“Joyland” got yanked from the schedule just one week before it was supposed to premiere in theaters, per CNN. The country’s Central Board of Film Censors (CBFC) granted a certificate permitting the movie’s release as of this summer, but on Friday that decision changed.
The notice cited complaints accusing the film of having “highly objectionable material” that contradicts “social values and moral standards of our society.”
According to the movie’s page on the Cannes website, “Joyland” is about “a happily patriarchal joint family” who “yearn for the birth of a baby boy to continue the family line.” But then, “their youngest son secretly joins an erotic dance theatre and falls for an ambitious trans starlet. Their impossible love story slowly illuminates the entire Rana family’s desire for a sexual rebellion.”
“Joyland” won the Un Certain Regard Jury Prize and the unofficial Queer Palm at Cannes in May, the publication noted. It was submitted to the Oscars for consideration as Pakistan’s official entry. Now that it won’t be released locally as planned, “Joyland” runs the risk of being disqualified as it must be shown in theaters for at least seven days before November 30 to be eligible for the international feature film award.
Filmmakers could find a workaround if they’re able to release “Joyland” in another country besides the United States before that deadline.
The Human Rights Commission of Pakistan released a statement on the withdrawal of certification for “Joyland” as “rabidly transphobic.” The organization also accused the Pakistani government of “[violating] the film producers’ right to freedom of expression.”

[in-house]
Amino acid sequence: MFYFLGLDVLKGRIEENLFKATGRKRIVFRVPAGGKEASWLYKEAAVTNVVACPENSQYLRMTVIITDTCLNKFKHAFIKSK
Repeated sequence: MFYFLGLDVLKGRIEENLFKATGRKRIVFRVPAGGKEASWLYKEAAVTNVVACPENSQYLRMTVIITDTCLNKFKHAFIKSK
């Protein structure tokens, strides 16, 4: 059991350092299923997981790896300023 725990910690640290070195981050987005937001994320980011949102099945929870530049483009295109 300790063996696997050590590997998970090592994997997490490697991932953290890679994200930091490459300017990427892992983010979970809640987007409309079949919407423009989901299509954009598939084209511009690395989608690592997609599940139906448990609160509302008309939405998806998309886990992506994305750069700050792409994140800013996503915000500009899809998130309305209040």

Director Saim Sadiq also complained about the decision on Instagram, saying the ban was “absolutely unconstitutional and illegal.”
“Return the right of our citizens to be able to watch the film that has made their country’s cinema proud world over,” Sadiq shared.
“Our film got seen and certified by all three censor boards in August 2022. The 18th amendment in the Pakistani constitution gives all of provinces the autonomy to make their own decision. Yet the Ministry suddenly caved under pressure from a few extremist factions – who have not seen the film – and made a mockery of our federal censor board by rendering their decision irrelevant.”
“Joyland” star Alina Khan, who is the first trans-identifying Pakistani person to star in a movie, also reacted strongly to the ban.
“I’ve been very sad. There’s nothing against Islam and I don’t understand how Islam can get endangered by mere films,” Khan told The Guardian. “The Pakistani trans community was also very upset.”